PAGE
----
They are supposed to endow you with health and strength. But in reality, most of the spinach we get – be it from pushcart vendors or the sleek green grocers – have been grown in wastewaters, most commonly sewage waters (yuck!).
But help is at hand, you can grow all the spinach you need at home, and you don’t need much space either, if you opt for the shelf garden method. Here is how you can do it. Organic gardener S. Indrakumar shows a way.
Get ready a three-rack shelf, about three feet long and a foot across (or bigger if the space permits). You can fashion it from waste wood. Or simply stack bricks to provide support and place wooden planks atop . Keep this shelf in your balcony or terrace where they can get doused with sunlight.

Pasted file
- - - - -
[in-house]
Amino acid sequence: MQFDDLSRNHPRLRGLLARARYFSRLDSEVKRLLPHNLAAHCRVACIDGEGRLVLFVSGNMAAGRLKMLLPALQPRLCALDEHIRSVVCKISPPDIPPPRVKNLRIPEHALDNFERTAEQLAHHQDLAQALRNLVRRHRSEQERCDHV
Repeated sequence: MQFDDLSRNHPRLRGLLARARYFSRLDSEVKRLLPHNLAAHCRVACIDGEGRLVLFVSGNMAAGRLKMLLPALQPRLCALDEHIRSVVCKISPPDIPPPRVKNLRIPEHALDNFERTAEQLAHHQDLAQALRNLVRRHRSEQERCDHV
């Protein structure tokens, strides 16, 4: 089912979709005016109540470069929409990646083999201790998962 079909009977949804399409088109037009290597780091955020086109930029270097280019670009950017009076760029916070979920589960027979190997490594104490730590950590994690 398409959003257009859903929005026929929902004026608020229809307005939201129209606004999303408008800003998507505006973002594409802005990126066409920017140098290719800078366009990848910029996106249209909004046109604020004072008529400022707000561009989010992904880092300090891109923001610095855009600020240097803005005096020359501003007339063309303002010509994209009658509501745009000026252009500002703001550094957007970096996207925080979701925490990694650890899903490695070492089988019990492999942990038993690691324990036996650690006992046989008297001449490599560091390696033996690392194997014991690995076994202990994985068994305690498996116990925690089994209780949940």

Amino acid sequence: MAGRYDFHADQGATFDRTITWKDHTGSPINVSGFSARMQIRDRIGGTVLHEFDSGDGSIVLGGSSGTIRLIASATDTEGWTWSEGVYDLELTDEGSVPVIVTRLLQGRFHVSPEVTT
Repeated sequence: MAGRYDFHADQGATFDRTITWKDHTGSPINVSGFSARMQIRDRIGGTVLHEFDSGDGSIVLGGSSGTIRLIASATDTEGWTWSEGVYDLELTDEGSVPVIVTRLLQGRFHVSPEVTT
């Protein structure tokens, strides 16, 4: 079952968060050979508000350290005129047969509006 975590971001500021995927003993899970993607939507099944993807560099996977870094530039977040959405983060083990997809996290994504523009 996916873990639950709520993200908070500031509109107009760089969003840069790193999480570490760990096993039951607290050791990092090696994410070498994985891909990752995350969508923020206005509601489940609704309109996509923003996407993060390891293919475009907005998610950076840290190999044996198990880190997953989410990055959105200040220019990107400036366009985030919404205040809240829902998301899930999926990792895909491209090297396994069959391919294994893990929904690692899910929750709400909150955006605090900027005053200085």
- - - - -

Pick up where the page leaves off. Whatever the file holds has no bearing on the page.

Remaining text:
Greens don’t require much soil depth, so you can use simple six inches-high trays as planter pots. The soil mixture should be in the proportion of one part sand, two parts garden soil and one part compost or manure. Sprinkle water everyday.
Vendayam (Fenugreek), Arai Keerai (Amaranthus Tritis), Manathakkali (Solanum nigrum), and iron rich Palak are some of the greens you can grow this way.
Vendayam seeds are, of course, available in any kitchen.
Just sprinkle a handful of Vendayam into the soil and rake the soil. Manathakkali seeds are available in most provision stores. Seeds of other spinach varieties like Arai Keerai can be obtained from nurseries.
Sow about 20 seeds in each planter pot. Sprinkle manure over the soil once a month.
Uproot the Vendayam sprouts on the fifth day. Even the roots of the Vendayam plant are edible at this stage. You can now sow more Vendayam seeds for your next week’s supply of Vendaya Keerai. Arai Keerai plants can live for about six months, while Palak lasts about a year. Just pluck the required number of leaves you need from these plants.